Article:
This study was aimed to study post-germination DT and its improvement by ABA or abiotic stress in wheat. ABA-pathways of vegetative stress response are different from pathways of its seed-responsiveness (Fujii et al. 2007FUJII H, VERSLUES PE AND ZHU JK. 2007. Identification of two protein kinases required for abscisic acid regulation of seed germination, root growth, and gene expression in Arabidopsis. Plant Cell 19: 485-494.). ABA-pathways of vegetative stress responsiveness belong to ROS/NO-pathways where ABA produces ROS or NO as mediators for its effects (Miller et al. 2010MILLER G, SUZUKI N, SULTAN CY AND MITTLER R. 2010. Reactive oxygen species homeostasis and signalling during drought and salinity stress. Plant Cell Environ 33: 453-467.). These pathways provide tolerance to different abiotic stresses by reducing oxidative toxicity, increasing antioxidant activity and water retention (Miller et al. 2010). In the present study, ABA/ROS/NO-pathways were studied by using ROS/NO scavengers in control seedlings and ABA-treated seedlings.

MATERIALS AND METHODS

PLANT MATERIAL

Fresh seeds (freshly harvested stored at -20oC) of wheat (Triticum aesitvum) cultivars PBW 644 and PBW 343 were seeded on sterilized filter paper moistened with autoclaved distilled water in petri-dishes, kept at 4oC for 24 h to break dormancy, grown at 25oC for 1 day, then, pre-treated with different treatments for 24 h, desiccated in desiccation chamber in the presence of saturated solution of MgCl2 as desiccant for 4 d then rehydrated by transferring to autoclaved sand moistened with autoclaved distilled water for next 4 d (Maia et al. 2011MAIA J, DEKKERS BJW, PROVART NJ, LIGTERINK W AND HILHORST HWM. 2011. The re-establishment of desiccation tolerance in germinated Arabidopsis thaliana seeds and its associated transcriptome. PLoS ONE 6: e29123.). Different treatments included 20 µM ABA, 70% PEG 6000 as osmotic stress (OS), 300 mM NaCl as salt stress (SS), 40oC as heat stress (HS), and distilled water as control (CT). Treatments for pathways included DMTU, tiron, PTIO, ABA plus DMTU/tiron/ PTIO where concentrations were 10 mM DMTU, 10 mM tiron, 50 µM PTIO. DMTU is N, N’- dimethylthiourea which is specific scavenger of H2O2. Tiron is sodium 4, 5-dihydroxybenzene-1, 3-disulfonate which is specific scavenger for superoxide anion radicals. PTIO is 2-phenyl-4, 4, 5, 5-tetramethylimidazoline-1-oxyl 3-oxide which is specific scavenger for nitric oxide. During the experiment, 3 stages were taken 2 d (germinated and treated), 6 d (desiccated), 10 d (rehydrated) old seedlings.

MEASUREMENT OF BIOMASS AND WATER CONTENT (WC)

Dry biomass of 50 seedlings was measured where fresh seedlings were dried at 80oC for 16 h. Water content was calculated using following equation,

W C ( g p e r g d w ) = f r e s h b i o m a s s d r y b i o m a s s d r y b i o m a s s

BIOCHEMICAL MEASUREMENTS

These were done on 25-50 seedlings. Protein content was extracted in 50 mM potassium phosphate buffer pH (7.0), 1 mM EDTA, 2% PVP and 0.05% triton-x-100. Protein content was measured by Lowry method. Nitric oxide (NO) (Kaur and Zhawar 2016KAUR KK AND ZHAWAR VK. 2016. Antioxidant potential of fresh and after-ripened dry embryos of two wheat cultivars contrasting in drought tolerance. Indian J Plant Physiol 21: 350-354.) was extracted in 50 mM sodium acetate buffer (pH 3.6) with 4% zinc acetate and estimated by reacting 1 ml of appropriately diluted extract to 1ml of 1% sulphanilamide (in 5% phosphoric acid) and 1ml of 0.1% α-naphthylamine (in ethanol) at 25oC for 20 min. Absorbance was taken 530 nm and calculated using standard curve of nitrite (10-50 nmole). Protein carbonyls (Prasad 1996PRASAD TK. 1996. Mechanisms of chilling-induced oxidative stress injury and tolerance in developing maize seedlings: Changes in antioxidant system, oxidation of proteins and lipids, and protease activities. Plant J 10: 1017-1026.) were extracted in 0.1 M potassium phosphate buffer (pH 7.0) containing 1 mM EDTA, 1 mM PMSF and 0.5 μg ml1 of aprotinin. Appropriately diluted extract (0.1 ml) was reacted to 0.5 ml of 10 mM 2, 4-dinitrophenyl hydrazine (prepared in 2N HCl) or 2N HCl (as control) for 1 hr in dark. Proteins were precipitated by adding 0.6 ml of 10% TCA on ice for 10 min and then centrifuged for 20 min to get the pellets. Pellets were dissolved in 6 M guanidine hydrochloride (pH 2.3) and absorbance was determined at 360 nm against blank. Carbonyl contents were calculated using €hydrazone 22, 000 M-1 cm-1. Total protein content was estimated in same samples using Lowry method and carbonyl content was expressed as nmole mg-1 protein.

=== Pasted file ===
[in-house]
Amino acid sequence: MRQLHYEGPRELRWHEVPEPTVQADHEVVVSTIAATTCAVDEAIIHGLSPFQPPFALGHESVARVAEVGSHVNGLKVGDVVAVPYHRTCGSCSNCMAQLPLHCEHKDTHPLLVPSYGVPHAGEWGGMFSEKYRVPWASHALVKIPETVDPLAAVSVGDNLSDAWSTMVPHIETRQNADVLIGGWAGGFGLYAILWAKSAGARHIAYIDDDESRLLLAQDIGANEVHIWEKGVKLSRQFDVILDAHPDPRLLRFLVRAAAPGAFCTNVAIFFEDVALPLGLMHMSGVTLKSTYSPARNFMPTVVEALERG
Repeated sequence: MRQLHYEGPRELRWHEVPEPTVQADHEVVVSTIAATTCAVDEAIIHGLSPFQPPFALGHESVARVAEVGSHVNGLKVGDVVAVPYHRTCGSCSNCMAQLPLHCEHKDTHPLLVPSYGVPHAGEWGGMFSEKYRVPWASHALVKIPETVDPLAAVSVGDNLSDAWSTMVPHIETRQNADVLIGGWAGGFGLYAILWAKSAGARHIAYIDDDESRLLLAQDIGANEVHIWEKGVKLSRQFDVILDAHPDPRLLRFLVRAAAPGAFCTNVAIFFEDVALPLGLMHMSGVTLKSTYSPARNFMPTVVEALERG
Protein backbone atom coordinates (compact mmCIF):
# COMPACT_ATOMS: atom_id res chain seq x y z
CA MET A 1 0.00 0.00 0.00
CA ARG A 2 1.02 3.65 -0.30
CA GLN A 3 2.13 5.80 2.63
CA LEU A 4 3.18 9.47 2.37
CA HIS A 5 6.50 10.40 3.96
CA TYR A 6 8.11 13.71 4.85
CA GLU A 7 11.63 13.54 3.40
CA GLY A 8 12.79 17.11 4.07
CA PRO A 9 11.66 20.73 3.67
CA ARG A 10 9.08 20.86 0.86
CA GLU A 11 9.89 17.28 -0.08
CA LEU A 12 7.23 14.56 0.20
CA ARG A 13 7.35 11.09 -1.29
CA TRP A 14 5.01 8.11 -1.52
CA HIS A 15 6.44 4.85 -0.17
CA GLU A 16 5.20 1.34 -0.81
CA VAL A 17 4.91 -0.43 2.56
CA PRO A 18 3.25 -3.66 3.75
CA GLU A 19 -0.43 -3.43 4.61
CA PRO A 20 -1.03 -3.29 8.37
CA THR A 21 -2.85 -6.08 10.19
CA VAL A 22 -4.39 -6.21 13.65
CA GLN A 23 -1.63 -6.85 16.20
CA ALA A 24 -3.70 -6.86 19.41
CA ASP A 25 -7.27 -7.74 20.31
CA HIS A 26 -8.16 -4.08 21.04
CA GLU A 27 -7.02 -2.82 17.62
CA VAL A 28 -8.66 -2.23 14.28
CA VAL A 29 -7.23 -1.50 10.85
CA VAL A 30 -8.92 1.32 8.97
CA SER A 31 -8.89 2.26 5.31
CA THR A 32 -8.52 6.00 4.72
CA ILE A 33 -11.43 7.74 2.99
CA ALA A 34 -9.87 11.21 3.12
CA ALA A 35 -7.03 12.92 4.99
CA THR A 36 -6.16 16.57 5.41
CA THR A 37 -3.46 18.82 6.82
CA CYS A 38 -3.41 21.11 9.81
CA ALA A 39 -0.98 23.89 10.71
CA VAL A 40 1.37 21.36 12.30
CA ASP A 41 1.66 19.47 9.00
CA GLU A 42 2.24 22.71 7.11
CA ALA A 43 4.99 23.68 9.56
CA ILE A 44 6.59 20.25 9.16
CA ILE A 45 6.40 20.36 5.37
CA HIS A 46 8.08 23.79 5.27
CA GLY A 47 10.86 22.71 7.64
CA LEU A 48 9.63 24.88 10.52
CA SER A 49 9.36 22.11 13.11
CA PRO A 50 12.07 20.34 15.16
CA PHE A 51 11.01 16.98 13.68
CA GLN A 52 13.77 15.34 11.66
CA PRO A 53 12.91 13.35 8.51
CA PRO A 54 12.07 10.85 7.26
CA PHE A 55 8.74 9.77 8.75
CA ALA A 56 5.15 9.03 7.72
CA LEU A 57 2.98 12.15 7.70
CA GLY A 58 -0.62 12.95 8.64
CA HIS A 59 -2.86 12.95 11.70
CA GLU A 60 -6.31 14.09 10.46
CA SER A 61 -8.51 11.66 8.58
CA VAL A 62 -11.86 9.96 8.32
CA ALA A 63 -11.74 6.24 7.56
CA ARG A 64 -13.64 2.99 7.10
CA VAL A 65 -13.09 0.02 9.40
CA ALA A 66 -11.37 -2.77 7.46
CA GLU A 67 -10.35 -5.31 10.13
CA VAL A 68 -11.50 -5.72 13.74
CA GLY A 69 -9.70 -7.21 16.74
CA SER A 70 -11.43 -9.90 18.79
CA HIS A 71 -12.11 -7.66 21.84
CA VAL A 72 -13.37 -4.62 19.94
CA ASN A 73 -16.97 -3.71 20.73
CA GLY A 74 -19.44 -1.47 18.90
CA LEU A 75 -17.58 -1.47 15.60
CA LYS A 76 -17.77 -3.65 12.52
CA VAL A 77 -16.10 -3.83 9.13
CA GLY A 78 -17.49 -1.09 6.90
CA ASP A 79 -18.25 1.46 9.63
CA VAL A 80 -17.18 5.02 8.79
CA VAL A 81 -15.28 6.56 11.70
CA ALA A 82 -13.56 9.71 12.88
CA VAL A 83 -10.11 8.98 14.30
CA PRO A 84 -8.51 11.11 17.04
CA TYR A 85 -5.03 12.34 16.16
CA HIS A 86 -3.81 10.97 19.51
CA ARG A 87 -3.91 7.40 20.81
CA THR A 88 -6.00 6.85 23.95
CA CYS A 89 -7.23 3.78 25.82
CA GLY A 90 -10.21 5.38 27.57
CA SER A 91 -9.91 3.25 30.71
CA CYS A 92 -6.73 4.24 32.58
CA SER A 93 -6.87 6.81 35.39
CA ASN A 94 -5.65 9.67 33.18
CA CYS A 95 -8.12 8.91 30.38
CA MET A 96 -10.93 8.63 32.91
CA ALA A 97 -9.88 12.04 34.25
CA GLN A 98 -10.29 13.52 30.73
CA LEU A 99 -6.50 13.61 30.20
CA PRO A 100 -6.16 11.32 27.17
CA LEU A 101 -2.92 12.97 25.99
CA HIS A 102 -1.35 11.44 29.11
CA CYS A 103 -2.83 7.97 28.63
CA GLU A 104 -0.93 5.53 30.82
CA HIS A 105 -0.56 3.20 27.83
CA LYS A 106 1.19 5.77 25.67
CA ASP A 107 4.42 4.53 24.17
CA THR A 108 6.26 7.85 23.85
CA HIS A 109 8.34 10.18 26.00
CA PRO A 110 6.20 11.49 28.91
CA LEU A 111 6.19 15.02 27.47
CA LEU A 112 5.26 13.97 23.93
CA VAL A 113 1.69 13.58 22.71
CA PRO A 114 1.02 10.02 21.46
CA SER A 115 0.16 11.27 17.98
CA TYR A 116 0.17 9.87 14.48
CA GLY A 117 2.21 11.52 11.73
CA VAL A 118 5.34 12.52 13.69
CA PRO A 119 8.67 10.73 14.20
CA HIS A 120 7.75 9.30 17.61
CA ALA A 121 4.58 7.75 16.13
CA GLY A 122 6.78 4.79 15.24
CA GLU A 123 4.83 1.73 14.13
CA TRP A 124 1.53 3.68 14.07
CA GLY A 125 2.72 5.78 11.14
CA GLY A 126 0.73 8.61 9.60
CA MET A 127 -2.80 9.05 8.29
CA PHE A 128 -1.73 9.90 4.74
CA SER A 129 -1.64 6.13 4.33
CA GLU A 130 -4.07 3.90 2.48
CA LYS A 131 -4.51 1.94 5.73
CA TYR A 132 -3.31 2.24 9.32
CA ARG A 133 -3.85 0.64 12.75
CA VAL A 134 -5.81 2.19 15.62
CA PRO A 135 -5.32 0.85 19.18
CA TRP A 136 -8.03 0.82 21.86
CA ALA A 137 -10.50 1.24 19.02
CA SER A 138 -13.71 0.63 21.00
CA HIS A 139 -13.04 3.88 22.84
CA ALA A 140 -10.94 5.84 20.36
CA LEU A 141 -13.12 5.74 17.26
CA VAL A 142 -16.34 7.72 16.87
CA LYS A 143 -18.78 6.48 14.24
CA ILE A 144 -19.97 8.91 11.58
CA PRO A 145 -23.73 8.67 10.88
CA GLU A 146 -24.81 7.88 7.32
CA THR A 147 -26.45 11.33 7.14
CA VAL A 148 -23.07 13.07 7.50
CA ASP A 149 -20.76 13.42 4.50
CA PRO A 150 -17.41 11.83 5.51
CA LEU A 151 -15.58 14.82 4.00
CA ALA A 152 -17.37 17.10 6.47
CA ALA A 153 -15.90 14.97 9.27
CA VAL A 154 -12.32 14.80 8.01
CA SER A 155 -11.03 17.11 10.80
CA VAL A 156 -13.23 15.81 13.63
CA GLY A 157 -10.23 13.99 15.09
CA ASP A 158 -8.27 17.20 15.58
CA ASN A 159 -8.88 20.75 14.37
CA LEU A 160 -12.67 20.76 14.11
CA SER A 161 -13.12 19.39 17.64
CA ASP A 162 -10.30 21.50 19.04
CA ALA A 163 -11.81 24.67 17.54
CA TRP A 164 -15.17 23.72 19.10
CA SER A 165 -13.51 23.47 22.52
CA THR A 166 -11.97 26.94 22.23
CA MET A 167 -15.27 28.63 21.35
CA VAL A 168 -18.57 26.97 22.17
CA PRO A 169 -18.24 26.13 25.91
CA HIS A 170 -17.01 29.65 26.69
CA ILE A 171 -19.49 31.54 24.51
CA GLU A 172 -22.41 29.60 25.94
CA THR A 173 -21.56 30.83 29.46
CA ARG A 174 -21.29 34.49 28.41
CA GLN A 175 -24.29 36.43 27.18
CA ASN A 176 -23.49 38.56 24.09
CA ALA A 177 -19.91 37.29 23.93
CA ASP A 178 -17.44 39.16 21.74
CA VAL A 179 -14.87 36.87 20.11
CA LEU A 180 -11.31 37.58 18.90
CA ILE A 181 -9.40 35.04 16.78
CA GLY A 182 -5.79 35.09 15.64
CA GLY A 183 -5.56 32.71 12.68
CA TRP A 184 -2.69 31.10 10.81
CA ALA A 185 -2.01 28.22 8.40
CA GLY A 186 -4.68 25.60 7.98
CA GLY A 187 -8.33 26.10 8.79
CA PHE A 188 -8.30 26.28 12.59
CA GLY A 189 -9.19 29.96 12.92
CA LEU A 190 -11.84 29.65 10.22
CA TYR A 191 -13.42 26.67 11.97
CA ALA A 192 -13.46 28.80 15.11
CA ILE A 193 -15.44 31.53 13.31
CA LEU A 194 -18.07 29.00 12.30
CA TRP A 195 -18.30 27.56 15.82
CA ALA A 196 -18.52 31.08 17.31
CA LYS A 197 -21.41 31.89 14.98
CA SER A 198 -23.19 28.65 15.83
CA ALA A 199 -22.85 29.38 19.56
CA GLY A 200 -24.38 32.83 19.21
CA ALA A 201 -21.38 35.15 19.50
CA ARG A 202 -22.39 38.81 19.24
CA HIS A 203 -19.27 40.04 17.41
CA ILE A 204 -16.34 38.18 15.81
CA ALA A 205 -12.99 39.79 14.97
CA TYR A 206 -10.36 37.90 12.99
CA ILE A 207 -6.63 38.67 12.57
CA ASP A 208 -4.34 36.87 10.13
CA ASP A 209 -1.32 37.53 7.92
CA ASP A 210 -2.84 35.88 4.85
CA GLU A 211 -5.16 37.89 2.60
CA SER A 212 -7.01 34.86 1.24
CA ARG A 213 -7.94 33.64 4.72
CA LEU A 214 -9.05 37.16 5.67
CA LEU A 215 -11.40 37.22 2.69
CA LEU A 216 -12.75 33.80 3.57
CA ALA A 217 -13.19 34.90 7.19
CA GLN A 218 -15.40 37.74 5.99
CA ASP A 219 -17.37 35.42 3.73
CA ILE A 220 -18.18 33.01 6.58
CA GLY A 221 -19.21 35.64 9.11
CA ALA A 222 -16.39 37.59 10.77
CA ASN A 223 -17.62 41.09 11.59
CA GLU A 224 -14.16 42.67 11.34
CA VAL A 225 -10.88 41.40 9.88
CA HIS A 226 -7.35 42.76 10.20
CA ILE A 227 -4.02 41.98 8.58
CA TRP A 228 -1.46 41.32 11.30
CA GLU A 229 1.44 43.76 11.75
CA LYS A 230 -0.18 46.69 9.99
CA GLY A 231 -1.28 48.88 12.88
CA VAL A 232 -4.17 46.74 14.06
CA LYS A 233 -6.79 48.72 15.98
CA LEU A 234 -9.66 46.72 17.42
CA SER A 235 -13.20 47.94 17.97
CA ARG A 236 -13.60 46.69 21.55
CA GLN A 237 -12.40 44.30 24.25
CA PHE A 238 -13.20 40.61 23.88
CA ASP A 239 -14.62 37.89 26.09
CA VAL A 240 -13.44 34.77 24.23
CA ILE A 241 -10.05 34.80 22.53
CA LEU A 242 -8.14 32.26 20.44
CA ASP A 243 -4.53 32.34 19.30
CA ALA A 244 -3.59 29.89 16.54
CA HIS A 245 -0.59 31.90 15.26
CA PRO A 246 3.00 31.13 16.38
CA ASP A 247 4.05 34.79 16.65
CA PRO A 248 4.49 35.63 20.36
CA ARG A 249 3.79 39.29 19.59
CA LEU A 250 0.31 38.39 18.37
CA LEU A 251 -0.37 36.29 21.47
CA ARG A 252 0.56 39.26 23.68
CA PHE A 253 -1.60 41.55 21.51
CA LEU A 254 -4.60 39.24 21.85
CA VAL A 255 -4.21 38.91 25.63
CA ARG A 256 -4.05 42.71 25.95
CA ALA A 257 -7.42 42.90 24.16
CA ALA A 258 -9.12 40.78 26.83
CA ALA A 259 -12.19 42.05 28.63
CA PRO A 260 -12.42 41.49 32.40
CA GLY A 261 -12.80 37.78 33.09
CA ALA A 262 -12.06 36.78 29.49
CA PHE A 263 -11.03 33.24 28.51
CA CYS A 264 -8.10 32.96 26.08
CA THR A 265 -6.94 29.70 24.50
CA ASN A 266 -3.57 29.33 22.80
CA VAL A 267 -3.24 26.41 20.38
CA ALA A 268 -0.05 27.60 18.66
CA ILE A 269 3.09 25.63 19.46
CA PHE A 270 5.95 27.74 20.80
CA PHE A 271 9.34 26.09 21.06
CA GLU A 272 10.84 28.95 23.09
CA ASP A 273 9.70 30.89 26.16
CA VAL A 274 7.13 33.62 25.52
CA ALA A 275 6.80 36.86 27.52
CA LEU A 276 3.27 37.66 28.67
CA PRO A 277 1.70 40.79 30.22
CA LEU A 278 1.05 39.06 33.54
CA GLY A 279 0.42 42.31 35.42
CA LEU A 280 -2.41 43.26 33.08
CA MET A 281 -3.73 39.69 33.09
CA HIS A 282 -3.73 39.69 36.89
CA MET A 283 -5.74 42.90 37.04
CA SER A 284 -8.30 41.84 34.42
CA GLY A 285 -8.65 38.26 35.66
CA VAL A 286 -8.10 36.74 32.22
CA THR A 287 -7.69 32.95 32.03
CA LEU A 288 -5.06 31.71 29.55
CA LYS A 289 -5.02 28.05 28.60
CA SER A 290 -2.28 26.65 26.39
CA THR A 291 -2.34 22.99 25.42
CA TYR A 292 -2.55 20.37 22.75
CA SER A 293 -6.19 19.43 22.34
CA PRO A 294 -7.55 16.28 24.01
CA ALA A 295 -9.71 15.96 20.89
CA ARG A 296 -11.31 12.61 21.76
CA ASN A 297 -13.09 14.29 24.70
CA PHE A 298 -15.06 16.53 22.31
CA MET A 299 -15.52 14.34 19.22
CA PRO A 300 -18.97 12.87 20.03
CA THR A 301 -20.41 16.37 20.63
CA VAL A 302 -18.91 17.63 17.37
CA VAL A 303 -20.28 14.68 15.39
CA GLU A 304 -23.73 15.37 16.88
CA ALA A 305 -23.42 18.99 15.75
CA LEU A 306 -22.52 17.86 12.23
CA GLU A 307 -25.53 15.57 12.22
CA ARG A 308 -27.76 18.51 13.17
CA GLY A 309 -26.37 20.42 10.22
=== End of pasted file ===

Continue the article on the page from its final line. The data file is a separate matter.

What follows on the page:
STATISTICAL ANALYSIS

Three biological replicates were taken for each measurement. Mean ± S. D. was calculated. Results were analyzed by Duncan Multiple test using DSAASTAT software.

RESULTS

All measurements were calculated per seedling basis as dry biomass, water content, protein content (Figs. 1, 3, 4) varied by significant amounts during the experiment. Data was observed in during desiccation (2 d to 6 d) and rehydration (6 d to 10 d) in CT seedlings of both cultivars for CT seedlings. Pretreatments were compared to CT and to one another at each stage, 2 d (before desiccation), 6 d (desiccated) and 10 d (rehydrated). ABA plus treatments (ABA+tiron/DMTU/PTIO) were compared with ABA to know the contribution of ROS/NO-pathways under ABA; tiron/DMTU/PTIO were compared with CT to know the contribution of ROS/NO-pathways in control seedlings.

Figure 1